Need to Cast Video From Your Android Device to Your TV? Here's What to Do
Streaming movies or music from your Android phone to your TV is easy.
Nelson Aguilar is an LA-based tech how-to writer and graduate of UCLA. With more than a decade of experience, he covers Apple and Google and writes on iPhone and Android features, privacy and security settings and more.
When you find a funny video on your phone -- for instance, a TikTok video -- sometimes it's easier to share it on a bigger screen instead of having everyone hovering over your phone. But instead of pulling up the app on your TV and trying to hunt down the video, there's an easier way: mirror your phone's screen onto your television.
The best part is, you should already have everything you need. If not, don't worry, it's not too expensive to get everything set up. Here's how you can start mirroring or casting your Android phone or tablet's screen to your TV.
Everything you need to mirror your Android phone to your TV
For starters, you'll need an Android device that has mirroring capabilities. Android has had mirror casting since Android 5.0 Lollipop, so unless your device is truly ancient, you're in the clear.
In addition to a compatible Android phone or tablet, you'll also need a Google Chromecast streaming device, like the Chromecast with Google TV HD (with a full-fledged remote) or a TV with built-in Chromecast support, like the Hisense U8H Google TV.
If you don't know whether your TV has Chromecast support, the best way to check is to see if it shows up as an available casting device when you follow either method below.
Cast your screen to a TV using the Google Home app
The most reliable and consistent way to mirror your Android phone's screen is to use the Google Home app. If you've already set up any of Google's smart speakers, Nest Wifi Pro or Chromecast devices, you likely already have it installed. If not, you can download it from the Play store.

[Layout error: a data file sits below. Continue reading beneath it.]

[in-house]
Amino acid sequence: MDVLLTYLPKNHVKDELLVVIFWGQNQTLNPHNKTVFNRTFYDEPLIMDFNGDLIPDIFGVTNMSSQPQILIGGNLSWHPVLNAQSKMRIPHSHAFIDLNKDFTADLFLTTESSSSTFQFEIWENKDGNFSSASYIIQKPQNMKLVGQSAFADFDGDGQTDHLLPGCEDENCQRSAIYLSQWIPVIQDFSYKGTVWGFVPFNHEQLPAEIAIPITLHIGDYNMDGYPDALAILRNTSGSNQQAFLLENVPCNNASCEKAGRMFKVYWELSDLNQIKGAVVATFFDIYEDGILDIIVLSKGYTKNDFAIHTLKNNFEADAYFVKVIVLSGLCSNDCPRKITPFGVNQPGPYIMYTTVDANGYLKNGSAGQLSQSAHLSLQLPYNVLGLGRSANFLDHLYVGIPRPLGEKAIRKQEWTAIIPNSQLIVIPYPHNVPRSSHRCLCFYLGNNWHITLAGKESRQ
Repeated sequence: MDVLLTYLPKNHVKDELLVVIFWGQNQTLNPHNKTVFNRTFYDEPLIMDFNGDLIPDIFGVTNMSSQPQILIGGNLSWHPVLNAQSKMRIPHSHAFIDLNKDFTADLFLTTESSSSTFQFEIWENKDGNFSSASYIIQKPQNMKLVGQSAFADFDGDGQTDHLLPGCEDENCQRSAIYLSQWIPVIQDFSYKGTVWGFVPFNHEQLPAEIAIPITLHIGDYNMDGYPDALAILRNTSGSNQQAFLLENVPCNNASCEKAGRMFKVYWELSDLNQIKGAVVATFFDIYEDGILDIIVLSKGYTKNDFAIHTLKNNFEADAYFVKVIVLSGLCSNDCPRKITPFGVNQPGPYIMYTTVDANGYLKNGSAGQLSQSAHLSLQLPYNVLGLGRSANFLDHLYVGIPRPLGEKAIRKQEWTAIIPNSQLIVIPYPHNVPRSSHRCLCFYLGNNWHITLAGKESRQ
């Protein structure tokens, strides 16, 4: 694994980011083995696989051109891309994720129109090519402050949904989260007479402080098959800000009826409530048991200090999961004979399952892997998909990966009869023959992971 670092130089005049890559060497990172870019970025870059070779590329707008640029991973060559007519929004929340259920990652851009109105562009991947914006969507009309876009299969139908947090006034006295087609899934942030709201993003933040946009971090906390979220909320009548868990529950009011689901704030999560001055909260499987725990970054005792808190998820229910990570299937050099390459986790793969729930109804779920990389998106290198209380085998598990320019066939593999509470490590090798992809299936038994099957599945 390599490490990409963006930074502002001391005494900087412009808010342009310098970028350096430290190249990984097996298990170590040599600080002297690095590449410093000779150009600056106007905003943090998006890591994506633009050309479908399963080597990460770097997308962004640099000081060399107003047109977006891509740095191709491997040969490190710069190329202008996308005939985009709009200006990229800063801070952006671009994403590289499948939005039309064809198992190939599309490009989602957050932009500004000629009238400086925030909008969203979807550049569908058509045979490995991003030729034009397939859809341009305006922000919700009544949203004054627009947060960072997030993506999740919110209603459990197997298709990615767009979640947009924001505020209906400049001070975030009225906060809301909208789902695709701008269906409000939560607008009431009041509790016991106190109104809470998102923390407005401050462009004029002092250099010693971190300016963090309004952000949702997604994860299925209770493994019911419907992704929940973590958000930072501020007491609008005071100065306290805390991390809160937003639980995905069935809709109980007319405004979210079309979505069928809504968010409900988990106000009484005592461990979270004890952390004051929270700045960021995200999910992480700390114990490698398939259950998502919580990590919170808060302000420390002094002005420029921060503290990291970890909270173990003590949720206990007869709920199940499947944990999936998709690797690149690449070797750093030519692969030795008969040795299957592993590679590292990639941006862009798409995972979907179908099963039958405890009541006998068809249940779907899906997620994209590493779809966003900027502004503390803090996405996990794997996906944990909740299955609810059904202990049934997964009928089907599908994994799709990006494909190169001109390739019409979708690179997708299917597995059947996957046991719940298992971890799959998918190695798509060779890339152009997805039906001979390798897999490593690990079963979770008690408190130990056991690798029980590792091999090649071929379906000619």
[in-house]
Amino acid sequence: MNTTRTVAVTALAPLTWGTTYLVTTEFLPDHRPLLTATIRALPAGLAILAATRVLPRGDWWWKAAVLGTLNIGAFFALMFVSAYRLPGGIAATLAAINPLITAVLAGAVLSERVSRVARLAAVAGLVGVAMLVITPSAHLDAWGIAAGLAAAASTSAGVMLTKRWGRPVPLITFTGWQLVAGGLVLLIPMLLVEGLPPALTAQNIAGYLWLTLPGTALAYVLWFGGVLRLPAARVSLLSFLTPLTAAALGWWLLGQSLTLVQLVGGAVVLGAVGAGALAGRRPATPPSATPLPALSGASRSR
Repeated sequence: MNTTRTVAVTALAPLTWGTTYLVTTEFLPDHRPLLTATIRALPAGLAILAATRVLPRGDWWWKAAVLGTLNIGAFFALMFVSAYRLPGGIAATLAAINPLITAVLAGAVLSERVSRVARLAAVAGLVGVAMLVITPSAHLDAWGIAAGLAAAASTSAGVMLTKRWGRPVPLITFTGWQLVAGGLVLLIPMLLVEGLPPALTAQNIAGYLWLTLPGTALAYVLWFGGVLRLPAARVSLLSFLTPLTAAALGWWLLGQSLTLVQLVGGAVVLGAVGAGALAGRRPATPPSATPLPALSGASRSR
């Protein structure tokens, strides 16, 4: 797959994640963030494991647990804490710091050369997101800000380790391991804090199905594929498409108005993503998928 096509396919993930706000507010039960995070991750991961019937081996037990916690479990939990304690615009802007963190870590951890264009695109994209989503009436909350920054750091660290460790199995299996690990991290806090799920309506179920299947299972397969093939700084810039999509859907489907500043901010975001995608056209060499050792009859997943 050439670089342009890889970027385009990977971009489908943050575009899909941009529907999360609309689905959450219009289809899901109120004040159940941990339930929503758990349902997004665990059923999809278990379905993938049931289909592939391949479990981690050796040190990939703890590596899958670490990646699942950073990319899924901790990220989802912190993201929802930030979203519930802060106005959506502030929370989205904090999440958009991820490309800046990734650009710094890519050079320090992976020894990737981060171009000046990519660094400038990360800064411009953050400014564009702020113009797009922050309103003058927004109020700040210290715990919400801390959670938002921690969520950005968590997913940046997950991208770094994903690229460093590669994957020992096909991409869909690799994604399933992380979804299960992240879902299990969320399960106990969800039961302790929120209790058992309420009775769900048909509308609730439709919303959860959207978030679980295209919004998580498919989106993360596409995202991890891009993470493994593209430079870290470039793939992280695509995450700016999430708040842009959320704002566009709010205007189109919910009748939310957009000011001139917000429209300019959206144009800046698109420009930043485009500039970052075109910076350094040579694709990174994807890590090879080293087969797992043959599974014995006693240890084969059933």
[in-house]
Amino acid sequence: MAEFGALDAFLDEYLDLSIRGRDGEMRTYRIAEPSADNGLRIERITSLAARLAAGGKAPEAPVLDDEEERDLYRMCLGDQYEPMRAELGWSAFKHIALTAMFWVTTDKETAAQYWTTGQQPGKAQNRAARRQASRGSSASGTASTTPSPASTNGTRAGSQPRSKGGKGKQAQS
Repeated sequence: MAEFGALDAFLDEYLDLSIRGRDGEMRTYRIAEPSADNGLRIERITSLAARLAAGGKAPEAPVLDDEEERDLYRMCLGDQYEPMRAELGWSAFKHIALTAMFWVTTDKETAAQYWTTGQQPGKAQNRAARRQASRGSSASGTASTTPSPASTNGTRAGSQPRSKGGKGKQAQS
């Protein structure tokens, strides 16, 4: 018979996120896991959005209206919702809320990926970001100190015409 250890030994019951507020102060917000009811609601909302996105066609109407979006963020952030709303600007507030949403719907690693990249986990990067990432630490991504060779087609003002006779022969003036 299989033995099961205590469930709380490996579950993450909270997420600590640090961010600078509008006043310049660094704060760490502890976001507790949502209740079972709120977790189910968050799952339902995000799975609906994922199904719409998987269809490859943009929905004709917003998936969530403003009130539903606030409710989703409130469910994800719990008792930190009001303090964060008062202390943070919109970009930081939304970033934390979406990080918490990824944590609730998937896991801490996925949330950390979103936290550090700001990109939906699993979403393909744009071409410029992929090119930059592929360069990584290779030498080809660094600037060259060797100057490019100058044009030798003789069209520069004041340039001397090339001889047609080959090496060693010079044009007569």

To connect to your TV, open the Home app on your mobile device and select the Chromecast device you want to use. At the bottom of the screen you'll see a button labeled Cast myscreen --tap it. Then, tap Cast screen on the prompt that appears to begin casting whatever is on your phone or tablet onto your TV.
To stop casting your screen, tap on the button labeled Stop mirroring in the Home app.
There's an easier way, depending on your phone
Using the Home app isn't a lot of work, but there's an even easier way: the Casting shortcut in the quick settings panel. Access the quick settings panel by swiping down from the top of your Android phone or tablet's display. There should be an option labeled Screen cast. If you can't find it, use the Smart View shortcut, which is usually only on Samsung devices.
Once you tap the cast button, pick the device you want to mirror your display on from the list. It can take a few seconds for your phone to connect to the Chromecast-enabled device, but once it does, your screen will show up on your TV. Stop casting by repeating the same steps we just outlined.
You may also see a cast button inside of an app like YouTube, which allows you to cast the contents of that app and only that app. If you exit the app on the phone while you're casting, it should remain playing on your TV.
But here's the rub: Not every phone includes a cast button option in the quick settings panel. It's not clear why, but if your phone doesn't have the shortcut option, don't give up. You can still mirror your phone using the Home app.
Remember, whenever you're mirroring your screen, anything and everything that shows up on your phone or tablet's display will also show up on the TV. Meaning, any alerts and notifications, along with their contents, will be broadcast for all to see. I suggest turning on Do Not Disturb to keep the disruptions at a minimum. Also, since there will potentially be a lag between your phone and TV when casting, if you want to game, avoid more intensive titles like Fortnite.